Horse Hooves Anatomy
Your horse hooves are made of horn (keratin) and they are made to absorb shock. All horses will lose hooves and will regenerate them. Hooves are made up of a sensitive material and feel and are VERY easy to injure. If you do injure a horse hoof, you should thoroughly clean the wound before applying wet granulated sugar. Sugar can kill bacteria and the wound will heal over night.
Your horse hooves are made up of two parts. A hoof wall and a sole. The hoof wall is made of keratin (like animal hair). The sole (bottom) is made up of fused hairless skin cells, with a few layers of outer hoof tissue that are stuck to the sole underneath.
If you horse has a white line inside its hoof, it's the junction between sole and wall. The black line is the coronary band. The hoof wall is the outside layer and the protective part. The sole is like the bed for that hoof wall.
The sole is sensitive and the best way to protect it is with good hoof boots. If your horse steps on a nail or any other kind of sharp object you need to apply pressure with a wound dressing.
Horse Hooves: Inner structures
Horse hooves are made up of lots and lots of small hollow tubes filled with water and living cells, making them a living, breathing growth. The tubes, called tubules, are hollow tubes filled with the blood and vessels that nourish the hoof. The hooves are constantly fed oxygen and nutrients through the blood vessels, and the blood vessels are also fed oxygen and nutrients through the hoof capsule.
The outer hoof, known as the stratum corneum or the skin, give protection to this internal structure. The inner parts are cushioned from the outside by a soft tissue layer called the sole.
The sole is lined with tough and incredibly thick skin called the corium. The corium is where the definition of hoof, being half bone and half horn, comes from. The outer part is similar to bone, while the inner part has the same composition as horn. This is a result of the horse hooves thickening at the inside to protect the sensitive tender sole area from irritation and impact. The keratin responsible for this transformation from a living to a dead substance is called cement.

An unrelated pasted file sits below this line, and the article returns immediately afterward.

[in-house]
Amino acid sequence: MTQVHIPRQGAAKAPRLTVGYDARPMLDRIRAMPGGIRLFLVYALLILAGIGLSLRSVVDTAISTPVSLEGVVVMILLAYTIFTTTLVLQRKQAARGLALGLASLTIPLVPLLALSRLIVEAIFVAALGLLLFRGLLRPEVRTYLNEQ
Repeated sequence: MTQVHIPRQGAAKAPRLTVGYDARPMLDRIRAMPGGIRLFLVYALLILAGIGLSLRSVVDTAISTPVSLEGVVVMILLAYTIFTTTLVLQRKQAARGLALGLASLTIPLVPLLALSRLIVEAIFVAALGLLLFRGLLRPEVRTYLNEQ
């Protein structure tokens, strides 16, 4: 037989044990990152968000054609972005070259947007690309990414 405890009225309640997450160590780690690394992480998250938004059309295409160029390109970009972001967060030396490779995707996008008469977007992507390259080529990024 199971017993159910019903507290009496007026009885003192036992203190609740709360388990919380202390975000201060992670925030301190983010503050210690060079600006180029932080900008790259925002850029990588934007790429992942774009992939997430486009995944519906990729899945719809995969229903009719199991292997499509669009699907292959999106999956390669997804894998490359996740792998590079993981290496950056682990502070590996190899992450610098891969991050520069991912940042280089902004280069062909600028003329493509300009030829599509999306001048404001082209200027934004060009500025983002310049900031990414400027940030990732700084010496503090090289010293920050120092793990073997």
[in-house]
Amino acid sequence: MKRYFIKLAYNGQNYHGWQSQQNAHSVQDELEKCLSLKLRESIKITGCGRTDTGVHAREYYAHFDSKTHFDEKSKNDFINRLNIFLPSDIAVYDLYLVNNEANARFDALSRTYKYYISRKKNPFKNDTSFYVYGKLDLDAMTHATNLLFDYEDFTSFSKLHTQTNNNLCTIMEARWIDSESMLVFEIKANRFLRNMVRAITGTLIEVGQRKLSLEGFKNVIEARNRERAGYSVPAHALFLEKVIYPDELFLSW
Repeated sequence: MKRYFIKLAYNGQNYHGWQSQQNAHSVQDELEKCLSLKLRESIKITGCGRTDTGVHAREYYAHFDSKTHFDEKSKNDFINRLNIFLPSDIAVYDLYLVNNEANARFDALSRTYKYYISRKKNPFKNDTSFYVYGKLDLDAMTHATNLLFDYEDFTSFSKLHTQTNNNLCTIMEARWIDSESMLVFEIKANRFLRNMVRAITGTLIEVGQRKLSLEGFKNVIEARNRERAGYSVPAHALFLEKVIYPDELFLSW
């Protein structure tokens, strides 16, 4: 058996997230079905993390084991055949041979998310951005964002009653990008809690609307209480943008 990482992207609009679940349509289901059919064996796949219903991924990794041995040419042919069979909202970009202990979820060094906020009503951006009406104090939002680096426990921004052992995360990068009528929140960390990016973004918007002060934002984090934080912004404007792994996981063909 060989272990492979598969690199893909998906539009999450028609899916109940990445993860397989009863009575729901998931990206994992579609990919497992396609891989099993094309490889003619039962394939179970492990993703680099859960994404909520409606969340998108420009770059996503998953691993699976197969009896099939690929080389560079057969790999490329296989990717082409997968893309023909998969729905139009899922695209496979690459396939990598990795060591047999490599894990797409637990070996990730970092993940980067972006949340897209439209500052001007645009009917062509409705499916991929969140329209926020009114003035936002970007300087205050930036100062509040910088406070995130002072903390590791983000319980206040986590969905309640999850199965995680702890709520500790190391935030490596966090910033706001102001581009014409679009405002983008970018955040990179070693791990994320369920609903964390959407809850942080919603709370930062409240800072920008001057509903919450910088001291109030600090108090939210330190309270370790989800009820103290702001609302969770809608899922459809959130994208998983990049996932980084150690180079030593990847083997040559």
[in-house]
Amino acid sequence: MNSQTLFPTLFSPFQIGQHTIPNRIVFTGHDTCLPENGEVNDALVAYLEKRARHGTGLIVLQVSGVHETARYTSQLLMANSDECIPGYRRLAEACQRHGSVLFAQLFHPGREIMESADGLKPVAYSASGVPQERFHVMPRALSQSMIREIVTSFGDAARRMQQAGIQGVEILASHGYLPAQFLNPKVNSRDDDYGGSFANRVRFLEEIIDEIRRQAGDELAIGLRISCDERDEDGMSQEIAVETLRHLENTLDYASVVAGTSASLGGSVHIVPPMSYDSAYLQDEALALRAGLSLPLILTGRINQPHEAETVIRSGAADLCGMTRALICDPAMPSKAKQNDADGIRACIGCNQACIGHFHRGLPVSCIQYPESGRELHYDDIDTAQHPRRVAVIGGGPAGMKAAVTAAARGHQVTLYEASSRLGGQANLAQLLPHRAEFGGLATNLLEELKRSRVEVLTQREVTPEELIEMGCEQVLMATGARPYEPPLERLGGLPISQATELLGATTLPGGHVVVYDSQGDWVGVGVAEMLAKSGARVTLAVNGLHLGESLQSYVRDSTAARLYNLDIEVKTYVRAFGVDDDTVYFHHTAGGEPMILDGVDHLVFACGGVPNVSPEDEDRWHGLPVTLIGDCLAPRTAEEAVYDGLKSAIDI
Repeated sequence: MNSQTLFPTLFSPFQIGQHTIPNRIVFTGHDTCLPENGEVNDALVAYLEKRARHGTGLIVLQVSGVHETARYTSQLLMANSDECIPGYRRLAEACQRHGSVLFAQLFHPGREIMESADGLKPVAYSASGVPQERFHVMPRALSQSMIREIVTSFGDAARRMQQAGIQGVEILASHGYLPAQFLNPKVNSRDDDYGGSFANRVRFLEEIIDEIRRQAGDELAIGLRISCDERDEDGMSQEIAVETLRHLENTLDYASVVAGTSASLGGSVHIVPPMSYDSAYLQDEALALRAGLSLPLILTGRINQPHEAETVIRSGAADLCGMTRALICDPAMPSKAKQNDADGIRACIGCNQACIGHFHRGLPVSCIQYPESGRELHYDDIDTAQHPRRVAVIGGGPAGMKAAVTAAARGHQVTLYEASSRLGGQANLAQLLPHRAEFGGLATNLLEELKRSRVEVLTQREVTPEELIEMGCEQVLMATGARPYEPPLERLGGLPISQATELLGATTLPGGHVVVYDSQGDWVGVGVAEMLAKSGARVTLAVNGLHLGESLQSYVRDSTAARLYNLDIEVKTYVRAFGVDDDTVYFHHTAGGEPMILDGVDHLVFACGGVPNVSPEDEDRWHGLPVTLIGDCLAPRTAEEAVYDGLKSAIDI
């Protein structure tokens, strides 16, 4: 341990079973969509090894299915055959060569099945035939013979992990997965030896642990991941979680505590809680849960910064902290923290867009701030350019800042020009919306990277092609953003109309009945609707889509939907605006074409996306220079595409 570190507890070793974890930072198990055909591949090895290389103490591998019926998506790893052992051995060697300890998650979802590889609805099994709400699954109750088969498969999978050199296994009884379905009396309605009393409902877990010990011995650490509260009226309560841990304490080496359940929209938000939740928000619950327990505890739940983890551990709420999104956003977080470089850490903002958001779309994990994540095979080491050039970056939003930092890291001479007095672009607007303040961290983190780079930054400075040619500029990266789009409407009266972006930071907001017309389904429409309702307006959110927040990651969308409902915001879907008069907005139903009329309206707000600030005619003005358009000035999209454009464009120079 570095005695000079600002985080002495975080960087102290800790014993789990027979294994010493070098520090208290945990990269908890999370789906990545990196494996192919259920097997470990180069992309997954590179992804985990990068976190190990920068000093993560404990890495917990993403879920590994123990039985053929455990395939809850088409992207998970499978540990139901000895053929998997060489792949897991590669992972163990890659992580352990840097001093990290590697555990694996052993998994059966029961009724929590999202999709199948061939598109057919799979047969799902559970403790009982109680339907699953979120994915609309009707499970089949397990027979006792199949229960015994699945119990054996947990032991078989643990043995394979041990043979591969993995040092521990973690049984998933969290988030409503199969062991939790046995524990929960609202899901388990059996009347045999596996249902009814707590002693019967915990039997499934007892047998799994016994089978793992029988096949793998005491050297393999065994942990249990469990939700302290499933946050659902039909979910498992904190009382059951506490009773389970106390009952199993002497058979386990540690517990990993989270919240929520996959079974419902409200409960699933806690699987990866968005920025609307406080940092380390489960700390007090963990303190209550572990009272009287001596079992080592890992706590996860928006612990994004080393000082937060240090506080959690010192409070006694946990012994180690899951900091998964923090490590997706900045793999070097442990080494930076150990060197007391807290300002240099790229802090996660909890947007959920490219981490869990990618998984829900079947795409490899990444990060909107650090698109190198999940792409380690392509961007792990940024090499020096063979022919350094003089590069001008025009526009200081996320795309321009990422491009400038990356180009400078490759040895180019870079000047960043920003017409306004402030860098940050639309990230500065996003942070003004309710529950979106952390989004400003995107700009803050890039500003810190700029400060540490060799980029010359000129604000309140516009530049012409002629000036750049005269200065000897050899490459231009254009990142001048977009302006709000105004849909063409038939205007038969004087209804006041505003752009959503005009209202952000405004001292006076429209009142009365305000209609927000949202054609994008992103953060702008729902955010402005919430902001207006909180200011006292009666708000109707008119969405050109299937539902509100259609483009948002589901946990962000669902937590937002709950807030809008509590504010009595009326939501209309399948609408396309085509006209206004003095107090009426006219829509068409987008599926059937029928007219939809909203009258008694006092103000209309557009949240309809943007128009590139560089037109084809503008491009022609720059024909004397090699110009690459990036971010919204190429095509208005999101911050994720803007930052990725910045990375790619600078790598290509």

A horse hoof is made up of two distinct parts, which are the hoof wall and the hoof floor. The bulk of the hoof wall is made up of dead tissue, with only the distal rim being alive. As the hoof wall grows, the undifferentiated tissue starts to solidify and harden. The hoof wall is a very sturdy structure, allowing the hoof to withstand the high impact force of each step the horse takes.
The hoof wall appears reddish in color due to a large concentration of red blood cells in the hoof wall. The hoof wall is attached to the bottom of the hoof wall by the laminar pad. The bottom of the hoof wall also consists of two distinct layered structures, an inner and outer layer. The bottom of the hoof wall is known as the white line, and it separates the bottom of the hoof wall from the hoof floor.
Each structure of the hoof wall is further broken down into specific layers in order for the hoof wall to function properly.
The most important layer of the hoof wall is the stratum tectorium, which is the layer of living quiescent cells, dermal cells which communicate and send out chemical signals to other cells in the hoof wall. The stratum corneum is the top most layer of the hoof wall.
The hoof wall is actually the outer hoof that protects your horse. It’s made of Keratin,The same material your hair and nails are made out of.
It’s 4 inces thick, protecting the horse from external forces. It’s outer layer is made of dead cells that will only break down if it’s under excessive stress.